TCP IP Illustrated

1333 in this example are actually sent to the loop

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Unformatted text preview: for each interface), and in both cases the request is received from the loopback interface. 6.4 ICMP Timestamp Request and Reply The ICMP timestamp request allows a system to query another for the current time. The recommended value to be returned is the number of milliseconds since midnight, Coordinated Universal Time (UTC). (Older manuals refer to UTC as Greenwich Mean Time.) The nice feature of this ICMP message is that it provides millisecond resolution, whereas some other methods for obtaining the time from another host (such as the rdate command provided by some Unix systems) provide a resolution of seconds. The drawback is that only the time since midnight is returned-the caller must know the date from some other means. Figure 6.6 shows the format of the ICMP timestamp request and reply messages. Figure 6.6 ICMP timestamp request and reply messages. The requestor fills in the originate timestamp and sends the request. The replying system fills in the receive timestamp when it receives the request, and the transmit time-stamp when it sends the reply. In actuality, however, most implementations set the latter two fields to the same value. (The reason for providing the three fields is to let the sender compute the time for the request to be sent, and separately compute the time for the reply to be sent.) We can write a simple program (named icmptime) that sends an ICMP timestamp request file:///D|/Documents%20and%20Settings/bigini/Docu...homenet2run/tcpip/tcp-ip-illustrated/icmp_int.htm (6 of 16) [12/09/2001 14.46.42] Chapter 6. ICMP: Internet Control Message Protocol to a host and prints the returned reply. We try it first on our small internet: sun % icmptime bsdi orig = 83573336, recv = 83573330, xmit = 83573330, rtt = 2 ms difference = -6 ms sun % icmptime bsdi orig = 83577987, recv = 83577980, xmit = 83577980, rtt = 2 ms difference = -7 ms The program prints the three timestamps in the ICMP message: the originate (orig), receive (recv), and transmit (xmit) timestamps. As we can see in this and the following examples, all the hosts set the receive and transmit timestamps to the same value. We also calculate the round-trip time (rtt), which is the time the reply is received minus the time the request was sent....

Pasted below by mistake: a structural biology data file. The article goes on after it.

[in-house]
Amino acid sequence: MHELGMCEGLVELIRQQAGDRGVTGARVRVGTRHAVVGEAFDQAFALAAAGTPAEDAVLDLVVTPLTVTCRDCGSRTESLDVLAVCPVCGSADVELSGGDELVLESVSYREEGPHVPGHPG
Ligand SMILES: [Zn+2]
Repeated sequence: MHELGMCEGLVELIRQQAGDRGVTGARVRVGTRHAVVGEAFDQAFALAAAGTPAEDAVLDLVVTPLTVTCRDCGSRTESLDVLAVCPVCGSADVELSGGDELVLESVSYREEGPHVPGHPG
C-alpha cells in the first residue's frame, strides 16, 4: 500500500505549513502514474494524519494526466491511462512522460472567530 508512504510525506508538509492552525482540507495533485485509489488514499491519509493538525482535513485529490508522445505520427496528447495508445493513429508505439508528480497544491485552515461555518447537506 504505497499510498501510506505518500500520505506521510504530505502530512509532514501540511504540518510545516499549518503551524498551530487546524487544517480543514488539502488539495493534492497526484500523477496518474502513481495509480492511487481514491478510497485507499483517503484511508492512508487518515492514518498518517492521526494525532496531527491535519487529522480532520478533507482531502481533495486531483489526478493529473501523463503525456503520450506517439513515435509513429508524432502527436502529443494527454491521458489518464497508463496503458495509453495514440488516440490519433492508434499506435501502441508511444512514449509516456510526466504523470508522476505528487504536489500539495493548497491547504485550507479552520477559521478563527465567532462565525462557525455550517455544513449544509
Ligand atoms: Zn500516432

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This test prep was uploaded on 04/04/2014 for the course ECE EL5373 taught by Professor Guoyang during the Spring '12 term at NYU Poly.

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